I have a son named Jason. Being a father who is far away, I needed to find a way to connect to my son. When I got locked up, he was nearly two. On his second birthday, I wanted to send him a card. I told myself I would learn how to draw so I could draw for him and everyone who supports me out there. I found that drawing was not only helping me build our relationship, It was also a way to express my emotions, a productive way to spend my time and it helped me focus and I’ve learned to be patient. It turned into a therapy which took me out of prison. I draw flowers, birds, koi fishes, and Spiderman, my son’s favorite superhero. I am also helping him to express his feelings through art. I could confidently say we finally found a common ground that we can talk about whenever I call home. Today, I would like to share my story and my little drawing. I hope by my sharing, it will help lift people up and help them find peace. I drew for peace in Ukraine, tensions in Southeast Asia, etc. I want to wish the world a peaceful moment. I was the kid who was growing up after the war. I’ve experienced that path and I had to move to a whole different country. I left behind everything and struggled for a new life. So peace is what I wish for, not only in the world, but for all of us incarcerated, who live in a negative environment. The blossom flowers represent a better life, better moments under the moonlight, under the darkest times. Even if the flower could blossom under the moonlight, so do we- right!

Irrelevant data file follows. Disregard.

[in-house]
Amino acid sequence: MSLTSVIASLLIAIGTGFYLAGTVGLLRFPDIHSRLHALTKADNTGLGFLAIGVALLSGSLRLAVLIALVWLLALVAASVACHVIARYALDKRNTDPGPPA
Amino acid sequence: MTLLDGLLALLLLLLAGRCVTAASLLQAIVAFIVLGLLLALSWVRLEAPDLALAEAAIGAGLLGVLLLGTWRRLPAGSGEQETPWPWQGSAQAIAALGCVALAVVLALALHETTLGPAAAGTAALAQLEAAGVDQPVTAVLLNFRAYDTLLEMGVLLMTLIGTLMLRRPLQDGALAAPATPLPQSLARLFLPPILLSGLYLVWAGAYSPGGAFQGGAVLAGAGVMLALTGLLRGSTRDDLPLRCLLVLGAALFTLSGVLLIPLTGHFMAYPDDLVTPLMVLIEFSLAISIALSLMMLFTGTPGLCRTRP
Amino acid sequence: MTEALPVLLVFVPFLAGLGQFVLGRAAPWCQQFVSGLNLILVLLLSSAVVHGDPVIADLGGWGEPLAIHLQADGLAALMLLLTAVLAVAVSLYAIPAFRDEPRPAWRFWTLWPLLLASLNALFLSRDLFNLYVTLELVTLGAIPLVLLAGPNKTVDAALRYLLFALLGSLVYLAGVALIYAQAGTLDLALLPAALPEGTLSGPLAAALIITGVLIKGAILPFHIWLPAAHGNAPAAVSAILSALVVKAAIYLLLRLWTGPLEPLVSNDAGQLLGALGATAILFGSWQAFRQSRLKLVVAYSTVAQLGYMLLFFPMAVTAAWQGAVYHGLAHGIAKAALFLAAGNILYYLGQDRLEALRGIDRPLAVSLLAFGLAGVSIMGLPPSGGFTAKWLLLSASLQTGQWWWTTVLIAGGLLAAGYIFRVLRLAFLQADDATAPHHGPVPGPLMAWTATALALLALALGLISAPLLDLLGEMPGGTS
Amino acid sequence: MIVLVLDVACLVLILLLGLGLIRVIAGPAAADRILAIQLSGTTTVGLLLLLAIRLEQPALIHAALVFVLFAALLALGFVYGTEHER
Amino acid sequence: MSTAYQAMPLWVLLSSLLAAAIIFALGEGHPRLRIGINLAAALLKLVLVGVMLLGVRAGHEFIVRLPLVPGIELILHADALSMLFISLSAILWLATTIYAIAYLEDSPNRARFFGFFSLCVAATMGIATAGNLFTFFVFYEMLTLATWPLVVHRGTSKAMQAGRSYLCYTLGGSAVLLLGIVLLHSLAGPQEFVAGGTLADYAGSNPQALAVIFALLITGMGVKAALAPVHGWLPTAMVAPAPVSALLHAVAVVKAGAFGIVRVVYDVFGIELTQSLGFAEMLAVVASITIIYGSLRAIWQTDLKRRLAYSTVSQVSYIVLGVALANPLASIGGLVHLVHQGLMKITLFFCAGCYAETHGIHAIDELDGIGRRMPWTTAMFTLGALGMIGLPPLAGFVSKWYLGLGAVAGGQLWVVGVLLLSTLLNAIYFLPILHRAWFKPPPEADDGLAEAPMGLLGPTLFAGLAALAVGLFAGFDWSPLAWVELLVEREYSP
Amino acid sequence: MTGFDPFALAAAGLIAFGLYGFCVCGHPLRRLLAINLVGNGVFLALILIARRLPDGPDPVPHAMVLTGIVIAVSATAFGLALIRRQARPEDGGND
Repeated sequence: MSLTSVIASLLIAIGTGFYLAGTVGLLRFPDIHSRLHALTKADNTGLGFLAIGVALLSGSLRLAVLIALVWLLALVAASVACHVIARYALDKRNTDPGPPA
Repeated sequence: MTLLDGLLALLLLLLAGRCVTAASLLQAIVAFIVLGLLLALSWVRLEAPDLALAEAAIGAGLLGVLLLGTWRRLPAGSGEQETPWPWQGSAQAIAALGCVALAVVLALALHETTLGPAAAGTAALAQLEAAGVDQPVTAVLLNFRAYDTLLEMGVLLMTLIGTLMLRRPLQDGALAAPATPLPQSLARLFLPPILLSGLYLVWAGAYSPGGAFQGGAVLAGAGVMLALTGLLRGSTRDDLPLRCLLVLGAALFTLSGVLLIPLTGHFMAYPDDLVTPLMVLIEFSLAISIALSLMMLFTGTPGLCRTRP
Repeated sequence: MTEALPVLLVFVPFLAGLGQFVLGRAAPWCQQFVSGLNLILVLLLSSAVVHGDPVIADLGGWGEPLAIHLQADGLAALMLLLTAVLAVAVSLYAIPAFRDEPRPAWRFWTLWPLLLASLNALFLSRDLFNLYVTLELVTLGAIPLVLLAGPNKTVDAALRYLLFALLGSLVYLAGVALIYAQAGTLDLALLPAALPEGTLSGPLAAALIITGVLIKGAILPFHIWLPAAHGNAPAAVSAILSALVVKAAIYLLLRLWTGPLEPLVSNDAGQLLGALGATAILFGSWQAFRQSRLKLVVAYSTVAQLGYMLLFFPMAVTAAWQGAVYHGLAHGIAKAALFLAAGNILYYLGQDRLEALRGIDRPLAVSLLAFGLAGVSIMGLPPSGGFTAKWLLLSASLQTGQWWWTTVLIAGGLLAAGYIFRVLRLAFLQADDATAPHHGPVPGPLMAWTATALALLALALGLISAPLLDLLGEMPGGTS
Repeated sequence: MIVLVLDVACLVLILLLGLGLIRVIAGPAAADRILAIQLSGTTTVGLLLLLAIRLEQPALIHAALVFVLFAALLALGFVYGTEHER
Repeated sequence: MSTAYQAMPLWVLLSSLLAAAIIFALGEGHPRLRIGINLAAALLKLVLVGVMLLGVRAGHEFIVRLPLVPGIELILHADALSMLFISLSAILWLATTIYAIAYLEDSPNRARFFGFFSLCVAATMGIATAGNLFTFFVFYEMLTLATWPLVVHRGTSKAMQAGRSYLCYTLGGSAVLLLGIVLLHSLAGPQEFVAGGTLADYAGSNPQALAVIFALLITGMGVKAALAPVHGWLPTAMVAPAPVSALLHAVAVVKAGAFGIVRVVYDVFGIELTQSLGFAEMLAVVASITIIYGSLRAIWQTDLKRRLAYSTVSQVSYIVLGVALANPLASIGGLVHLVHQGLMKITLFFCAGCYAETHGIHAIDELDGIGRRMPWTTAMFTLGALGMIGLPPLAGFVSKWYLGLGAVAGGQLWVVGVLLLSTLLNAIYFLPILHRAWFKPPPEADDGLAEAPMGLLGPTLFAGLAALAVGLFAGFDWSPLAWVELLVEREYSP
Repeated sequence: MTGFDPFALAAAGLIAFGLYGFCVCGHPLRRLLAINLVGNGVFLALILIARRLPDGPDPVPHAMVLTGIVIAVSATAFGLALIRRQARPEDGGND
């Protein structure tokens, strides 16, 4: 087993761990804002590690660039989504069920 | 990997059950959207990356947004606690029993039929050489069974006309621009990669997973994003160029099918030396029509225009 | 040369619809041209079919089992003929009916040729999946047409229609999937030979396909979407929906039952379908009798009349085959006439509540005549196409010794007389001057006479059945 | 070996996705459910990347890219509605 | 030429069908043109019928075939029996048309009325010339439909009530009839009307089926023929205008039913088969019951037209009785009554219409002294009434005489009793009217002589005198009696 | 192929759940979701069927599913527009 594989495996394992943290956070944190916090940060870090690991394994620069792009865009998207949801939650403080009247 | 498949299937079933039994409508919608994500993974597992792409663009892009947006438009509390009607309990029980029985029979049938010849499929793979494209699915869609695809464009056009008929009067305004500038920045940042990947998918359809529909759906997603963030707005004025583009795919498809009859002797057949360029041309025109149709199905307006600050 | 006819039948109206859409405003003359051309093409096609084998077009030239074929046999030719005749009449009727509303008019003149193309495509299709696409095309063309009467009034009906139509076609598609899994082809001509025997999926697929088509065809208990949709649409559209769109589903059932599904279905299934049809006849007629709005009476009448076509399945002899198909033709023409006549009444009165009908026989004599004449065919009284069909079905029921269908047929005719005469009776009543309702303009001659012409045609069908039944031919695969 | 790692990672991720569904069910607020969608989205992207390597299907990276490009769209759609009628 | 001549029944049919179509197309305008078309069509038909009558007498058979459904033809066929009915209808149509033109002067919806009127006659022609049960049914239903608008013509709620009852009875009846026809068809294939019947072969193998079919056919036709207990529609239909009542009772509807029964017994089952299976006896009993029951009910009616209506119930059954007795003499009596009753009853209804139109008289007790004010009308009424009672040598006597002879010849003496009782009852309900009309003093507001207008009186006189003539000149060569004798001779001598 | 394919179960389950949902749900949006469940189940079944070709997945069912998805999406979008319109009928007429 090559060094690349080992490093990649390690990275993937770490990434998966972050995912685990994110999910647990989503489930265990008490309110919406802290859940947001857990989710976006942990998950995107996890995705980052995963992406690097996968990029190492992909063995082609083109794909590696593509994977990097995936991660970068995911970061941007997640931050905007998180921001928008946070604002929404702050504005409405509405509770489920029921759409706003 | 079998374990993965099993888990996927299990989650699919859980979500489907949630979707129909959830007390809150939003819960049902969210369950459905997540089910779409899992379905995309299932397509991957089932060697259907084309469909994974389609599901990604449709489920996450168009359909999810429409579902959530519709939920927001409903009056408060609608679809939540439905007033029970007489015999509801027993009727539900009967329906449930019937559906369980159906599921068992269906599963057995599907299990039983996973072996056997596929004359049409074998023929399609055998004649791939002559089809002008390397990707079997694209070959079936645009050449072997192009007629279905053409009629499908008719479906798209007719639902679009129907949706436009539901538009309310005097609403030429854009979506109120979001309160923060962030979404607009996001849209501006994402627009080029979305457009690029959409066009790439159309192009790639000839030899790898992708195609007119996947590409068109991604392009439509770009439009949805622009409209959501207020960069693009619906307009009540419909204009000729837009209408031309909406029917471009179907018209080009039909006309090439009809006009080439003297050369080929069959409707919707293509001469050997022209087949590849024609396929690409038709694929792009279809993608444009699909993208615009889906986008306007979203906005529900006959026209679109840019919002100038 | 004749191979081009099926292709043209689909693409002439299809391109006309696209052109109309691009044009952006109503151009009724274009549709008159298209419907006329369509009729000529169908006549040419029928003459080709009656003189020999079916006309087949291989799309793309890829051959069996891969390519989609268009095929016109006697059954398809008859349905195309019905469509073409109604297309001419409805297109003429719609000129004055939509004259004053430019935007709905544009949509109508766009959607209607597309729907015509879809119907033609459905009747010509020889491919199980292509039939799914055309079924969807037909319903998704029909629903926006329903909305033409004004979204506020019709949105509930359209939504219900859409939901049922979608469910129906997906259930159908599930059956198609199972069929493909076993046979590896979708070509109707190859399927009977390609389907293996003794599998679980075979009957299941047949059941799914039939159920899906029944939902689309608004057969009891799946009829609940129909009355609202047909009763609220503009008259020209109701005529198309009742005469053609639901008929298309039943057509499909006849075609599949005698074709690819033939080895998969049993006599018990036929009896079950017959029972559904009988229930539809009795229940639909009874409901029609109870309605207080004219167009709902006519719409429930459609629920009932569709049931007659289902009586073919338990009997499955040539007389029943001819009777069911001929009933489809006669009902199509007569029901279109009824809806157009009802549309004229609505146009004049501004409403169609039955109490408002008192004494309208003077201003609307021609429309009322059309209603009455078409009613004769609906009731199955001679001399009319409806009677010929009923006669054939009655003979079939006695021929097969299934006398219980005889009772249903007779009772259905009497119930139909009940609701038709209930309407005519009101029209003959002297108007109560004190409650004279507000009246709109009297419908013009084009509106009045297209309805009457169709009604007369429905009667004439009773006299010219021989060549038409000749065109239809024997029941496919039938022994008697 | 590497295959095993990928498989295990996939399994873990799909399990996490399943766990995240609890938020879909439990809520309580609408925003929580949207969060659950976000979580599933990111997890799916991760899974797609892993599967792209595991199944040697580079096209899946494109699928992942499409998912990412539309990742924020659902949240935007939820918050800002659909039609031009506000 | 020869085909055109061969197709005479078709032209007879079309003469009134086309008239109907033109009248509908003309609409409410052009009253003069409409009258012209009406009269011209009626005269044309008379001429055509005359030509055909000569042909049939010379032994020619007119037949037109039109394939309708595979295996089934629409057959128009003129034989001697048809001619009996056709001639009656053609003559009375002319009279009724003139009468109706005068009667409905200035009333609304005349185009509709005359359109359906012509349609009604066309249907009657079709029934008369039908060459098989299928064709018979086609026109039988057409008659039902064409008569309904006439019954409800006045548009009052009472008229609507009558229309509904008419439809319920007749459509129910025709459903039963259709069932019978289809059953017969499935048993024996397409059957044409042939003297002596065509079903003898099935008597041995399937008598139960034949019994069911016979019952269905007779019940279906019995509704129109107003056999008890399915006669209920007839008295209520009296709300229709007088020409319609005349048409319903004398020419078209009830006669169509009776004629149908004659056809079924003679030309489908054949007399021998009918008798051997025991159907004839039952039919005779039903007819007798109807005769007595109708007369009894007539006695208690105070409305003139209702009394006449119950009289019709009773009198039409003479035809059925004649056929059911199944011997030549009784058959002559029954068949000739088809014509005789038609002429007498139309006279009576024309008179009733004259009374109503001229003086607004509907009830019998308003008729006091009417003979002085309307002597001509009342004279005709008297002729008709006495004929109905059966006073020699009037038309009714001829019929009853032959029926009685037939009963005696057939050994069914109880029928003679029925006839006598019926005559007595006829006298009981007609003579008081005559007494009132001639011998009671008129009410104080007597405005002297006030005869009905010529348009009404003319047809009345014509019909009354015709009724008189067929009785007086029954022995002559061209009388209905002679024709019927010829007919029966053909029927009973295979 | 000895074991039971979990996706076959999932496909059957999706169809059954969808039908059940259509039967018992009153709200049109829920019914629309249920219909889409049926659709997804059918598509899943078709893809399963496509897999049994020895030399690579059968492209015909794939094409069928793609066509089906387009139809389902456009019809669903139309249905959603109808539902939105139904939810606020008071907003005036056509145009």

Thank you for asking me to write and thank you for giving me the opportunity to express my feelings. I would say expressing feelings through art is one of the most powerful, positive ways which I wish I could have learned a long time ago (before I committed my crime). Through art I found a connection to my son. And through drawing I guided him to express his feelings in a positive way.

Through drawing I found a connection to my son. And through drawing I guided him to express his feelings in a positive way. He is now 13 and interesting in cooking, I am glad he found something positive to do and help cope with his daily problems.

Saragoza, 43

Saragoza, 43

Meet Saragoza…

If a loved one is not in a good space, I give them positive reinforcement and make them laugh. Then, tell them all the reasons I appreciate them and why they are a rockstar!

Saragoza, 43
Incarcerated: 14 years
Housed: California Men’s Colony, San Luis Obispo, California